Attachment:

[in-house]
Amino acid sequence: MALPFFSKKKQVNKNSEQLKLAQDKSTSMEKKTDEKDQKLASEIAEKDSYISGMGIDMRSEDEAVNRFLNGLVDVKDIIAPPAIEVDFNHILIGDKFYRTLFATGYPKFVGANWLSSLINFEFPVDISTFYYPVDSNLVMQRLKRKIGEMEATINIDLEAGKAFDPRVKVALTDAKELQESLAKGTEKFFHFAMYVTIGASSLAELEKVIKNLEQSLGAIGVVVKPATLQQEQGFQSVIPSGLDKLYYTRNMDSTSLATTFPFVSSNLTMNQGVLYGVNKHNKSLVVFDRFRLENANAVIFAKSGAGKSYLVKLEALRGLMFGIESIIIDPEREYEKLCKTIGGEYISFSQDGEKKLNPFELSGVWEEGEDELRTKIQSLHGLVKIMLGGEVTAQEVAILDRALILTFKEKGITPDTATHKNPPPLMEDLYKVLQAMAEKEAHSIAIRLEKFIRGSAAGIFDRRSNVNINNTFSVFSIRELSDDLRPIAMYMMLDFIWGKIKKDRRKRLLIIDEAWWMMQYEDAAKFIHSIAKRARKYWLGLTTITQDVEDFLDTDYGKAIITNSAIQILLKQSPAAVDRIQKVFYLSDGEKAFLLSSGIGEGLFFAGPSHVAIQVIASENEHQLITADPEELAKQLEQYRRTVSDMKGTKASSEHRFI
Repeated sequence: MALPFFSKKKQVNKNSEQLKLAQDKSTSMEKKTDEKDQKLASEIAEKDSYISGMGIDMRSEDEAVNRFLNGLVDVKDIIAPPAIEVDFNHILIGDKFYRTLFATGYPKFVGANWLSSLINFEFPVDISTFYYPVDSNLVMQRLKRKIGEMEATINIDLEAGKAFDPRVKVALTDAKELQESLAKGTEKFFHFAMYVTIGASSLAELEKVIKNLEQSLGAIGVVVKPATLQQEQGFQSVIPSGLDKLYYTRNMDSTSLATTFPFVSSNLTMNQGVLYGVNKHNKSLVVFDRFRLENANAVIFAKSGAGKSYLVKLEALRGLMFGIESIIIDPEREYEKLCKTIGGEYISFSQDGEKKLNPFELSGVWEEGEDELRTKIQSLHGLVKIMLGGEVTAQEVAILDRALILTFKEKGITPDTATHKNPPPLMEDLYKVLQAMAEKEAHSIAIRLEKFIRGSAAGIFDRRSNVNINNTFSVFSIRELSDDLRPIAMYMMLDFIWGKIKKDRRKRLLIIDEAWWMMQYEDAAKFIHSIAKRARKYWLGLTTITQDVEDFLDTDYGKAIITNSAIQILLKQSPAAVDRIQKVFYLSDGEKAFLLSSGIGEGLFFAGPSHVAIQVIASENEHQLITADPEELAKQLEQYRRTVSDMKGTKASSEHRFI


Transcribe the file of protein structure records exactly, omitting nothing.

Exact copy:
[in-house]
Amino acid sequence: MALPFFSKKKQVNKNSEQLKLAQDKSTSMEKKTDEKDQKLASEIAEKDSYISGMGIDMRSEDEAVNRFLNGLVDVKDIIAPPAIEVDFNHILIGDKFYRTLFATGYPKFVGANWLSSLINFEFPVDISTFYYPVDSNLVMQRLKRKIGEMEATINIDLEAGKAFDPRVKVALTDAKELQESLAKGTEKFFHFAMYVTIGASSLAELEKVIKNLEQSLGAIGVVVKPATLQQEQGFQSVIPSGLDKLYYTRNMDSTSLATTFPFVSSNLTMNQGVLYGVNKHNKSLVVFDRFRLENANAVIFAKSGAGKSYLVKLEALRGLMFGIESIIIDPEREYEKLCKTIGGEYISFSQDGEKKLNPFELSGVWEEGEDELRTKIQSLHGLVKIMLGGEVTAQEVAILDRALILTFKEKGITPDTATHKNPPPLMEDLYKVLQAMAEKEAHSIAIRLEKFIRGSAAGIFDRRSNVNINNTFSVFSIRELSDDLRPIAMYMMLDFIWGKIKKDRRKRLLIIDEAWWMMQYEDAAKFIHSIAKRARKYWLGLTTITQDVEDFLDTDYGKAIITNSAIQILLKQSPAAVDRIQKVFYLSDGEKAFLLSSGIGEGLFFAGPSHVAIQVIASENEHQLITADPEELAKQLEQYRRTVSDMKGTKASSEHRFI
Repeated sequence: MALPFFSKKKQVNKNSEQLKLAQDKSTSMEKKTDEKDQKLASEIAEKDSYISGMGIDMRSEDEAVNRFLNGLVDVKDIIAPPAIEVDFNHILIGDKFYRTLFATGYPKFVGANWLSSLINFEFPVDISTFYYPVDSNLVMQRLKRKIGEMEATINIDLEAGKAFDPRVKVALTDAKELQESLAKGTEKFFHFAMYVTIGASSLAELEKVIKNLEQSLGAIGVVVKPATLQQEQGFQSVIPSGLDKLYYTRNMDSTSLATTFPFVSSNLTMNQGVLYGVNKHNKSLVVFDRFRLENANAVIFAKSGAGKSYLVKLEALRGLMFGIESIIIDPEREYEKLCKTIGGEYISFSQDGEKKLNPFELSGVWEEGEDELRTKIQSLHGLVKIMLGGEVTAQEVAILDRALILTFKEKGITPDTATHKNPPPLMEDLYKVLQAMAEKEAHSIAIRLEKFIRGSAAGIFDRRSNVNINNTFSVFSIRELSDDLRPIAMYMMLDFIWGKIKKDRRKRLLIIDEAWWMMQYEDAAKFIHSIAKRARKYWLGLTTITQDVEDFLDTDYGKAIITNSAIQILLKQSPAAVDRIQKVFYLSDGEKAFLLSSGIGEGLFFAGPSHVAIQVIASENEHQLITADPEELAKQLEQYRRTVSDMKGTKASSEHRFI